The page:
I am now a member of the Washington elite circles I scorned in my youth. My early hostility did not stem from partisan ideology, but rather from a tacit social understanding that lowly academics from state universities (i.e. not elite Ivies) like me would never be listened to, much less embraced. Both the following story and my burgeoning Beltway comeuppance contain a kernel of wisdom that informs a new way of thinking about the current populist moment. It was May 2015, the third iteration of a course I was teaching on “21st Century Dictatorships” at the University of South Carolina. The course explored the varieties, strengths, and weaknesses of continuous and categorical measures of democracy—such as those employed by Freedom House, Polity, the Geddes typology, and others. It was substantively so full of dark material—repression, violence, assassinations, coups, poverty, and censorship—that I had become fond of making the final class an open conversation about the future. I hoped to end that particular semester with an imaginative spark—my grand theory of ‘authoritarian liberalism.’ This theory—more of an interesting …

Why Sam Harris—Not Ezra Klein—Is the One Making Space for People of Colour

The demand that we transcend tribalism in public debate sits on the schism line of today’s culture wars over speech, scholarship and art. On one side (loosely, if inexactly, called “the left”), there exists a deep conviction that the social justice sins of the past (and present) make an escape from tribalism impossible—and so the only solution is to carve out well-guarded silos of speech and cultural representation for disadvantaged groups. On the other side (loosely, if inexactly, called “the right”) are those who view those silos as a tool of censorship, as well as an affront to the idea that we all can speak for ourselves as individuals, regardless of skin color, sexual orientation, gender and faith. This conflict took center stage during a recent high-profile Munk Debate in Toronto, which had been billed as a debate about the dangers of political correctness. Two of the biggest reactions from the 3,000-strong audience came in response to Georgetown University’s Michael Eric Dyson (representing “the left”) referring to psychologist Jordan Peterson as a “mean, mad white …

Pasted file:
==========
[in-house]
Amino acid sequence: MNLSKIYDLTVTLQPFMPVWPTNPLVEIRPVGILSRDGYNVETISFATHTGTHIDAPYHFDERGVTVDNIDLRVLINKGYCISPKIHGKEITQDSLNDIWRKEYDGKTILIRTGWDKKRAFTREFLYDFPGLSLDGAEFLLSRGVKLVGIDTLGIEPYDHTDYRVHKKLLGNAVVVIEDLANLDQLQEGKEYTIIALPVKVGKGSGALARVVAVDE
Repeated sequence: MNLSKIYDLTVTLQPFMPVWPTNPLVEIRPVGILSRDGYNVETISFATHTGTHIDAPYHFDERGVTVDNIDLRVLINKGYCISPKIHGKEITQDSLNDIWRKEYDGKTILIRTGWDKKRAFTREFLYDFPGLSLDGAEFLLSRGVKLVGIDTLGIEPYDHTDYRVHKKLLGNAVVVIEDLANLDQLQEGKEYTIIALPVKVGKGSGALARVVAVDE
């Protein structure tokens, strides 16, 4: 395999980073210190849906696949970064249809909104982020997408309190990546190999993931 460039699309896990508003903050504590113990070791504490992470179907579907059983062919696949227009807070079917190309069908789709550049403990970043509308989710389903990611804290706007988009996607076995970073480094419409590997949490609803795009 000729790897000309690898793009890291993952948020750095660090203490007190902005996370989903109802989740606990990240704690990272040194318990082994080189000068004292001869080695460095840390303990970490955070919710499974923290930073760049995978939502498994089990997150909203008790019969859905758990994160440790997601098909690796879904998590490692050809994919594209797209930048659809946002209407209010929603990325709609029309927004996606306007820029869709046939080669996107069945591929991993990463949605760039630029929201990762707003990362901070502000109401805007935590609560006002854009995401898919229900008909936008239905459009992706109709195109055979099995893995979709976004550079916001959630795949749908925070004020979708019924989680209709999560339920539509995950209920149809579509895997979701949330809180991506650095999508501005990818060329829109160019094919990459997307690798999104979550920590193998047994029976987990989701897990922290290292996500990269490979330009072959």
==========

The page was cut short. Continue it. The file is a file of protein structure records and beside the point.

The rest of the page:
Why Can’t a Woman be More Like a Man?

A fascinating paper about sex differences in the human brain was published last week in the scientific journal Cerebral Cortex. It’s the largest single-sample study of structural and functional sex differences in the human brain ever undertaken, involving over 5,000 participants (2,466 male and 2,750 female). The study has been attracting attention for more than a year (see this preview in Science, for instance), but only now has it been published in a peer-reviewed journal. For those who believe that gender is a social construct, and there are no differences between men and women’s brains, this paper is something of a reality check. The team of researchers from Edinburgh University, led by Stuart Ritchie, author of Intelligence: All That Matters, found that men’s brains are generally larger in volume and surface area, while women’s brains, on average, have thicker cortices. ‘The differences were substantial: in some cases, such as total brain volume, more than a standard deviation,’ they write. This is not a new finding – it has been known for some time that the …

Towards a Cognitive Theory of Politics